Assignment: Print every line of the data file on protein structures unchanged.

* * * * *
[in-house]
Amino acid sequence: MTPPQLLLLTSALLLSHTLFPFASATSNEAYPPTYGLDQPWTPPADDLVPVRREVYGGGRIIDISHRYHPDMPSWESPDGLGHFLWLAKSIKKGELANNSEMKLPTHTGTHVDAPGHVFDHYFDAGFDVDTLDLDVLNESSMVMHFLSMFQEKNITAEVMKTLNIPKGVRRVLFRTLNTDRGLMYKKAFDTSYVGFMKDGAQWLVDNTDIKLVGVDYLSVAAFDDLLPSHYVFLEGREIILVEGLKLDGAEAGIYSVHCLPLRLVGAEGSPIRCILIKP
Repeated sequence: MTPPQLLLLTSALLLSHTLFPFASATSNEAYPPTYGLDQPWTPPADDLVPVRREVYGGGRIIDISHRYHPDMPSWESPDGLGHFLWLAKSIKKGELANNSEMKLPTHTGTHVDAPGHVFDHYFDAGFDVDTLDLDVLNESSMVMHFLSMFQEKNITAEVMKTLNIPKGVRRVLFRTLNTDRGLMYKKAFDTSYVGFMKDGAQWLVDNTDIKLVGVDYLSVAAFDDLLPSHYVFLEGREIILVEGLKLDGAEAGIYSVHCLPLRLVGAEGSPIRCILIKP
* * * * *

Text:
[in-house]
Amino acid sequence: MTPPQLLLLTSALLLSHTLFPFASATSNEAYPPTYGLDQPWTPPADDLVPVRREVYGGGRIIDISHRYHPDMPSWESPDGLGHFLWLAKSIKKGELANNSEMKLPTHTGTHVDAPGHVFDHYFDAGFDVDTLDLDVLNESSMVMHFLSMFQEKNITAEVMKTLNIPKGVRRVLFRTLNTDRGLMYKKAFDTSYVGFMKDGAQWLVDNTDIKLVGVDYLSVAAFDDLLPSHYVFLEGREIILVEGLKLDGAEAGIYSVHCLPLRLVGAEGSPIRCILIKP
Repeated sequence: MTPPQLLLLTSALLLSHTLFPFASATSNEAYPPTYGLDQPWTPPADDLVPVRREVYGGGRIIDISHRYHPDMPSWESPDGLGHFLWLAKSIKKGELANNSEMKLPTHTGTHVDAPGHVFDHYFDAGFDVDTLDLDVLNESSMVMHFLSMFQEKNITAEVMKTLNIPKGVRRVLFRTLNTDRGLMYKKAFDTSYVGFMKDGAQWLVDNTDIKLVGVDYLSVAAFDDLLPSHYVFLEGREIILVEGLKLDGAEAGIYSVHCLPLRLVGAEGSPIRCILIKP